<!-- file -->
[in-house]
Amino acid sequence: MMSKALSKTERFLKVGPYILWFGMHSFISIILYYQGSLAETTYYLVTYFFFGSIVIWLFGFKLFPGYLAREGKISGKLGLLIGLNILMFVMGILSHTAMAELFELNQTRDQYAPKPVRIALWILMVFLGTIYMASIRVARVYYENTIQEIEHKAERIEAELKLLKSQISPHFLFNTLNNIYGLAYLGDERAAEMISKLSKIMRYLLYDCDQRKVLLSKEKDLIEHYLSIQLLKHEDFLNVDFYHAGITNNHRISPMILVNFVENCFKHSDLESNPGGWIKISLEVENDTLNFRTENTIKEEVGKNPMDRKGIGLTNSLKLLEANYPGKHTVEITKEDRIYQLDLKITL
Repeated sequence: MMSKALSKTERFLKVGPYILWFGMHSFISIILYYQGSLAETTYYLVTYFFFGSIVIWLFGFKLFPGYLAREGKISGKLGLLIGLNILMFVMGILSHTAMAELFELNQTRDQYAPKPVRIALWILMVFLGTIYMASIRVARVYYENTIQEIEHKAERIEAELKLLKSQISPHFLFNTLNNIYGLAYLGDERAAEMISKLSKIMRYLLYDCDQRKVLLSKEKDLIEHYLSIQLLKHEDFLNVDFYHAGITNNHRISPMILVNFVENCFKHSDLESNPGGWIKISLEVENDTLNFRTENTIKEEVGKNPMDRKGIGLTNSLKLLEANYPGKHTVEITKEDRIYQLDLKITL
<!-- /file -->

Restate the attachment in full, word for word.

[in-house]
Amino acid sequence: MMSKALSKTERFLKVGPYILWFGMHSFISIILYYQGSLAETTYYLVTYFFFGSIVIWLFGFKLFPGYLAREGKISGKLGLLIGLNILMFVMGILSHTAMAELFELNQTRDQYAPKPVRIALWILMVFLGTIYMASIRVARVYYENTIQEIEHKAERIEAELKLLKSQISPHFLFNTLNNIYGLAYLGDERAAEMISKLSKIMRYLLYDCDQRKVLLSKEKDLIEHYLSIQLLKHEDFLNVDFYHAGITNNHRISPMILVNFVENCFKHSDLESNPGGWIKISLEVENDTLNFRTENTIKEEVGKNPMDRKGIGLTNSLKLLEANYPGKHTVEITKEDRIYQLDLKITL
Repeated sequence: MMSKALSKTERFLKVGPYILWFGMHSFISIILYYQGSLAETTYYLVTYFFFGSIVIWLFGFKLFPGYLAREGKISGKLGLLIGLNILMFVMGILSHTAMAELFELNQTRDQYAPKPVRIALWILMVFLGTIYMASIRVARVYYENTIQEIEHKAERIEAELKLLKSQISPHFLFNTLNNIYGLAYLGDERAAEMISKLSKIMRYLLYDCDQRKVLLSKEKDLIEHYLSIQLLKHEDFLNVDFYHAGITNNHRISPMILVNFVENCFKHSDLESNPGGWIKISLEVENDTLNFRTENTIKEEVGKNPMDRKGIGLTNSLKLLEANYPGKHTVEITKEDRIYQLDLKITL